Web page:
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Issue No. 412 April 2017

COI – a decade of change

“I’m proud of the distance we’ve come,” says Commissioner Mike Bush. “Police is a very different organisation now compared to even 10 years ago.”

‘Police is a very different organisation now compared to even 10 years ago,” says Commissioner Mike Bush.

His comments come on the release of a document highlighting action taken to implement the 47 Police-specific recommendations resulting from the Commission of Inquiry (COI) into Police Conduct.

A decade of change, 2007–2017 groups the 47 recommendations into five themes: Adult Sexual Assault investigations; Complaints against police; Ethics – behaviour, performance management and discipline; A diverse, inclusive and healthy organisation; and Policy, practice and process.

In February 2004, the then Prime Minister announced the establishment of a formal Commission of Inquiry to carry out an arms-length investigation into the way New Zealand Police had dealt with serious allegations of sexual assault by a small number of police officers and their associates.

Led by Dame Margaret Bazley, the COI drilled into many aspects of policing, spanning the quarter-century from 1979 to 2004. The Commission’s report was publicly released on 3 April 2007.

Former Prime Minister Helen Clark with Dame Margaret Bazley (right) and then Ministers Mark Burton and Annette King at the release of the COI report in 2007.

Commissioner Bush says the COI provided a catalyst for significant reform. “A comprehensive programme of change was launched that touched almost every aspect of policing – policy, training and investigative techniques through to staff behaviour, performance management and leadership; and the need for practice changes in order to better serve sexual assault victims.

“It’s fair to say it has been a journey for all Police staff – from the Executive, through to those at the front line.

At times it has been challenging, but change of the depth and magnitude required of us was never going to be easy.

Necessary changes are now embedded within Police.

“The decade-long timeframe gave us room to try things to see if they would make a difference.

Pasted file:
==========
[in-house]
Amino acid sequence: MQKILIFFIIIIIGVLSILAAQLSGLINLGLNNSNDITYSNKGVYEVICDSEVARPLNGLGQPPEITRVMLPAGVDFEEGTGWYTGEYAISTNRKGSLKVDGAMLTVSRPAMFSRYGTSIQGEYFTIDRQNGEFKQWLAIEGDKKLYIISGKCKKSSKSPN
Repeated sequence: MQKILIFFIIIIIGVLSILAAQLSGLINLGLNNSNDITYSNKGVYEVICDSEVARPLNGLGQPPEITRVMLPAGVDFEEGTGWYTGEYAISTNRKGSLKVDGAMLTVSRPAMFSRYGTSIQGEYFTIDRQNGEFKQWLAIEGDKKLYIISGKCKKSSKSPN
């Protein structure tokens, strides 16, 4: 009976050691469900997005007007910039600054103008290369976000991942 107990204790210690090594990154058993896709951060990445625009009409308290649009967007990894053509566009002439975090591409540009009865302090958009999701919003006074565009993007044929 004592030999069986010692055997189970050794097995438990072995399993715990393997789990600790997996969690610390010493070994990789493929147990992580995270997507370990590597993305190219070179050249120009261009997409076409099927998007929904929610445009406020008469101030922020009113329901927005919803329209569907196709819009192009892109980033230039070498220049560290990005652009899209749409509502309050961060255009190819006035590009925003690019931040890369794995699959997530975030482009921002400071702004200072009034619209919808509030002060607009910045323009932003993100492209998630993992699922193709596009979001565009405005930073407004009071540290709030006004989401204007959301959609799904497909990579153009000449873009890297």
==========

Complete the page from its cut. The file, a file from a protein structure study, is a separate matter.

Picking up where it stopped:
“Often they did; sometimes they didn’t. Progress was sometimes rapid, other times less so as operational demands - such as responding to the Canterbury earthquakes - and other priorities took precedence. That is the nature of policing.

A decade of change is publicly available on the Police website.

“I’m proud of the distance we’ve come. Police is a very different organisation compared to even 10 years ago, and certainly compared to 1979 – the start point for Dame Margaret’s COI analysis.

“It’s worth noting that around a third of the staff employed in Police these days were not even born in 1979.”

Commissioner Bush reiterates his thanks to Louise Nicholas, whose courage in bringing forward allegations against police officers and their associates provided much of the impetus for the COI.

“To have Louise as Patron of a Police recruit wing in 2015 and her ongoing input and involvement in Adult Sexual Assault investigation training show her true strength of character, and a selfless willingness to work alongside Police to help right the wrongs of the past.”

Commissioner Bush says while much has been achieved, Police must continue to be vigilant and make ongoing advances in key areas - “because they are the right things to do in a progressive, relevant organisation, and the right things to do for the people who entrust us to serve them”.

Throughout the past decade, Police’s progress on the COI recommendations has been monitored by the State Service Commission and the Office of the Auditor-General (OAG). A final OAG performance audit on Police’s COI work is expected to be conducted later this year.

Keep moving forward: Louise Nicholas writes – next page

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